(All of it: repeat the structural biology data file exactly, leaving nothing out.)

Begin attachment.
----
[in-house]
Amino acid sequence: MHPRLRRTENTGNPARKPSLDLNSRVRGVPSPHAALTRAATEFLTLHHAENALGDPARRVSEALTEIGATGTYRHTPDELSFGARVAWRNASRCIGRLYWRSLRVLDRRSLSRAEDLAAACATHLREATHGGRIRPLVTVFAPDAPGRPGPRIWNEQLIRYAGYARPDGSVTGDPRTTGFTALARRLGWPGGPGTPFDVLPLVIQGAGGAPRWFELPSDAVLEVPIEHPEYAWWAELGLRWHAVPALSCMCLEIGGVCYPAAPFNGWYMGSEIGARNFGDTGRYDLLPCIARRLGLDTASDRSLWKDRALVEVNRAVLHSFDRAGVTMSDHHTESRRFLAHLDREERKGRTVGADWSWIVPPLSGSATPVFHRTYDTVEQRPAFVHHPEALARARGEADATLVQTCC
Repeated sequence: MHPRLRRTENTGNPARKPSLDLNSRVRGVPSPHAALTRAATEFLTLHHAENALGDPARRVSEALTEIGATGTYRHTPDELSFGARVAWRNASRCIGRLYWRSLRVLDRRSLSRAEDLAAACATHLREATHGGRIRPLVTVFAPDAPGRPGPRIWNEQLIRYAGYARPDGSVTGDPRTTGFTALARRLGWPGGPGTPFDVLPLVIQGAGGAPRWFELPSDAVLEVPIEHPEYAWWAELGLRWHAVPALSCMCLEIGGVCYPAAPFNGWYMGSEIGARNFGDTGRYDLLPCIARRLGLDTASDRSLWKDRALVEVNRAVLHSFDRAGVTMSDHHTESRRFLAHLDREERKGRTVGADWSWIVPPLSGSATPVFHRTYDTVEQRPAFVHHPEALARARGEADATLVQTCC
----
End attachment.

[in-house]
Amino acid sequence: MHPRLRRTENTGNPARKPSLDLNSRVRGVPSPHAALTRAATEFLTLHHAENALGDPARRVSEALTEIGATGTYRHTPDELSFGARVAWRNASRCIGRLYWRSLRVLDRRSLSRAEDLAAACATHLREATHGGRIRPLVTVFAPDAPGRPGPRIWNEQLIRYAGYARPDGSVTGDPRTTGFTALARRLGWPGGPGTPFDVLPLVIQGAGGAPRWFELPSDAVLEVPIEHPEYAWWAELGLRWHAVPALSCMCLEIGGVCYPAAPFNGWYMGSEIGARNFGDTGRYDLLPCIARRLGLDTASDRSLWKDRALVEVNRAVLHSFDRAGVTMSDHHTESRRFLAHLDREERKGRTVGADWSWIVPPLSGSATPVFHRTYDTVEQRPAFVHHPEALARARGEADATLVQTCC
Repeated sequence: MHPRLRRTENTGNPARKPSLDLNSRVRGVPSPHAALTRAATEFLTLHHAENALGDPARRVSEALTEIGATGTYRHTPDELSFGARVAWRNASRCIGRLYWRSLRVLDRRSLSRAEDLAAACATHLREATHGGRIRPLVTVFAPDAPGRPGPRIWNEQLIRYAGYARPDGSVTGDPRTTGFTALARRLGWPGGPGTPFDVLPLVIQGAGGAPRWFELPSDAVLEVPIEHPEYAWWAELGLRWHAVPALSCMCLEIGGVCYPAAPFNGWYMGSEIGARNFGDTGRYDLLPCIARRLGLDTASDRSLWKDRALVEVNRAVLHSFDRAGVTMSDHHTESRRFLAHLDREERKGRTVGADWSWIVPPLSGSATPVFHRTYDTVEQRPAFVHHPEALARARGEADATLVQTCC